George Santos, the newly elected representative for New York, admitted on Monday to telling many lies throughout the campaign, including those regarding his background in education and employment, although he denied claiming to be Jewish.

After winning his election in November in one of the four New York congressional districts that the GOP successfully took over, Santos vowed in an exclusive interview with The New York Post that the issue won’t stop him from finishing out his two-year tenure in Congress.

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“I am not a criminal,” Santos said at one point during his exclusive interview. “This [controversy] will not deter me from having good legislative success. I will be effective. I will be good.”

Santos’ resume came under scrutiny earlier this month after the New York Times revealed that he had falsified information regarding several points, including his college of attendance and his alleged employment history with illustrious Wall Street firms.

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Santos, who won the 3rd District seat in the midterm elections held last month and will represent Long Island and Queens, has come under fire for claiming on his campaign website that his mother was Jewish and that his grandfather had managed to flee the Nazis during World War II.

Santos now claims he is “clearly Catholic,” but he still maintains that his grandmother once told him tales of how she was Jewish and eventually converted to Catholicism.

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“I never claimed to be Jewish,” Santos told Post. “I am Catholic. Because I learned my maternal family had a Jewish background I said I was `Jew-ish,” added the newly elected representative.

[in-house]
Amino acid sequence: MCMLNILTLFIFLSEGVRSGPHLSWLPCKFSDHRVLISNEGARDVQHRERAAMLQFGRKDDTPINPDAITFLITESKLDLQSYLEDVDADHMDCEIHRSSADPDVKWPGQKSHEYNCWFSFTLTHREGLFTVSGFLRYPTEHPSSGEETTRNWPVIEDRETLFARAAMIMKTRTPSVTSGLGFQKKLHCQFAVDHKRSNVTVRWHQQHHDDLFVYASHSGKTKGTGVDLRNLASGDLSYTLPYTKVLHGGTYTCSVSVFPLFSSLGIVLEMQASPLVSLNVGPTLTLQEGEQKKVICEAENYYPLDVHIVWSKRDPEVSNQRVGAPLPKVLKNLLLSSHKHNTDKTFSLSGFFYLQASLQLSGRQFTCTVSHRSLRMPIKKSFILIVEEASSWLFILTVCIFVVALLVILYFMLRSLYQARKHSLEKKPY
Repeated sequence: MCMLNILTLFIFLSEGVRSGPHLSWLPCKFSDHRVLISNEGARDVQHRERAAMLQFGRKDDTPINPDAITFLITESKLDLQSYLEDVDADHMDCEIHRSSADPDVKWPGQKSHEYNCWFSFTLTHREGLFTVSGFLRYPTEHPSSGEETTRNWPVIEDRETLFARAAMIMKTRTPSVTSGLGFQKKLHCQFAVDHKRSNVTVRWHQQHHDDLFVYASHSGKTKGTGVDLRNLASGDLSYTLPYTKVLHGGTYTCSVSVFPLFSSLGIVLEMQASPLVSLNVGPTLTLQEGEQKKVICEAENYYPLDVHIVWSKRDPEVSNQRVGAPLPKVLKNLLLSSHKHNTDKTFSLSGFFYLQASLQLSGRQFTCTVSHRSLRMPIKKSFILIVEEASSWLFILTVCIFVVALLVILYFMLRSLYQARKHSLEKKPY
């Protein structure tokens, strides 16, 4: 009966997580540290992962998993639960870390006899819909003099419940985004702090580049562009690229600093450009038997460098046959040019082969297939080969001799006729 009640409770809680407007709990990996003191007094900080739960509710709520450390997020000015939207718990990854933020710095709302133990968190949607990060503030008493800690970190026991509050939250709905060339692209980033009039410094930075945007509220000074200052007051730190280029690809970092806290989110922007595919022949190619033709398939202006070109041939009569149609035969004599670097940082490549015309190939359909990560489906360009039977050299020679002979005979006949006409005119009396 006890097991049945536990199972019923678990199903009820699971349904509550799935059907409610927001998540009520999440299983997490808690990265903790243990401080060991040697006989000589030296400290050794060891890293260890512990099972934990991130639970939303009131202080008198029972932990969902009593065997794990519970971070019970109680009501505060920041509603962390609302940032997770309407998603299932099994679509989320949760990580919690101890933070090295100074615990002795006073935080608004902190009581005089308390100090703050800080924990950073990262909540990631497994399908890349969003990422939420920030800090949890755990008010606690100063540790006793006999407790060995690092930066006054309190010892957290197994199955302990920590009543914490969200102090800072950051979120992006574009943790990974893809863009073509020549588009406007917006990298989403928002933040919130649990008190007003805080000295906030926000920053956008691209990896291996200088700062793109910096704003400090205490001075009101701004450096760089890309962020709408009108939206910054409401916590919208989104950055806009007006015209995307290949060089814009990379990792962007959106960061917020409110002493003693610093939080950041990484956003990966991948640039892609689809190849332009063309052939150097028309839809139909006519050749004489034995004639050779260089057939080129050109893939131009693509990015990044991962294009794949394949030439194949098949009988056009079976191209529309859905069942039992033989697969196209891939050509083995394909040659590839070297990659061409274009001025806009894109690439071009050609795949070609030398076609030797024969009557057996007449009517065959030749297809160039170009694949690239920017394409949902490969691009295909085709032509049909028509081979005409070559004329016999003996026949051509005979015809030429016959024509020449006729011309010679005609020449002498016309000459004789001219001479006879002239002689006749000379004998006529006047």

“My sins here are embellishing my resume. I’m sorry,” Santos said Monday.

Santos acknowledged that he had “never worked directly” for Citigroup and Goldman Sachs, attributing the lie to a “poor choice of words.”

On December 18, Santos participated in a menorah lighting ceremony hosted by the Republican Jewish Coalition on Long Island, where he had recently been elected to Congress. Only two Republican Jews who were newly elected to Congress in November had welcomed him.

The following morning, The New York Times ran a ground-breaking exposé in which it was claimed that many of the claims made by Santos, 34, regarding his background, fortune, business expertise, and even his residence were untrue or at best dubious.

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Due to his impending 2020 marriage to a woman, Santos was accused with not being gay. On Monday, Santos responded to those allegations by telling the Post that he had been married to a woman for five years but is now with a gay man and that his married life is personal.